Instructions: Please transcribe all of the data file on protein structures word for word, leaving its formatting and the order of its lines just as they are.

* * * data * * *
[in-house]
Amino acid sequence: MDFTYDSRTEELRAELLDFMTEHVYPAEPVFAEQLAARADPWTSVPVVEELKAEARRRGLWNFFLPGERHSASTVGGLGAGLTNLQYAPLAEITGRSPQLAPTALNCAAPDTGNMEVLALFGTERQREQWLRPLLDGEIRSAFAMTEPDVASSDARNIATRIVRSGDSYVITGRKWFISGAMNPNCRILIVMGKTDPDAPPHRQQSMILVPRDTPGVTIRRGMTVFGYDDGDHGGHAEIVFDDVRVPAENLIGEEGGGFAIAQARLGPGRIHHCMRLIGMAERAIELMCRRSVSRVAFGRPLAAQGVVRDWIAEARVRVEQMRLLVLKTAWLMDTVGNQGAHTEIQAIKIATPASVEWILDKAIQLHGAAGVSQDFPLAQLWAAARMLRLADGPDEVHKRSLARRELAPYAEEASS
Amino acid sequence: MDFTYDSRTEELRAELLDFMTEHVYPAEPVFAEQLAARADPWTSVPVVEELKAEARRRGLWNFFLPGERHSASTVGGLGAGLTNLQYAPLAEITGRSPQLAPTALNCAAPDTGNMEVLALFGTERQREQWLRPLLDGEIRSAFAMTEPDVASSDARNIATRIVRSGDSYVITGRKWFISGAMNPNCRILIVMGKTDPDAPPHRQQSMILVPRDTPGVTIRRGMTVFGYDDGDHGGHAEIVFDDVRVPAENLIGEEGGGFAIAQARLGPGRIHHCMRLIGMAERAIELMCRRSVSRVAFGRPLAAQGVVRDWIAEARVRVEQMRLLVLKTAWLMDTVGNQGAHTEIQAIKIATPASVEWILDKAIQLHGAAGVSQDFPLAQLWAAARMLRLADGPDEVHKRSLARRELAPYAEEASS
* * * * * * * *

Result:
[in-house]
Amino acid sequence: MDFTYDSRTEELRAELLDFMTEHVYPAEPVFAEQLAARADPWTSVPVVEELKAEARRRGLWNFFLPGERHSASTVGGLGAGLTNLQYAPLAEITGRSPQLAPTALNCAAPDTGNMEVLALFGTERQREQWLRPLLDGEIRSAFAMTEPDVASSDARNIATRIVRSGDSYVITGRKWFISGAMNPNCRILIVMGKTDPDAPPHRQQSMILVPRDTPGVTIRRGMTVFGYDDGDHGGHAEIVFDDVRVPAENLIGEEGGGFAIAQARLGPGRIHHCMRLIGMAERAIELMCRRSVSRVAFGRPLAAQGVVRDWIAEARVRVEQMRLLVLKTAWLMDTVGNQGAHTEIQAIKIATPASVEWILDKAIQLHGAAGVSQDFPLAQLWAAARMLRLADGPDEVHKRSLARRELAPYAEEASS
Amino acid sequence: MDFTYDSRTEELRAELLDFMTEHVYPAEPVFAEQLAARADPWTSVPVVEELKAEARRRGLWNFFLPGERHSASTVGGLGAGLTNLQYAPLAEITGRSPQLAPTALNCAAPDTGNMEVLALFGTERQREQWLRPLLDGEIRSAFAMTEPDVASSDARNIATRIVRSGDSYVITGRKWFISGAMNPNCRILIVMGKTDPDAPPHRQQSMILVPRDTPGVTIRRGMTVFGYDDGDHGGHAEIVFDDVRVPAENLIGEEGGGFAIAQARLGPGRIHHCMRLIGMAERAIELMCRRSVSRVAFGRPLAAQGVVRDWIAEARVRVEQMRLLVLKTAWLMDTVGNQGAHTEIQAIKIATPASVEWILDKAIQLHGAAGVSQDFPLAQLWAAARMLRLADGPDEVHKRSLARRELAPYAEEASS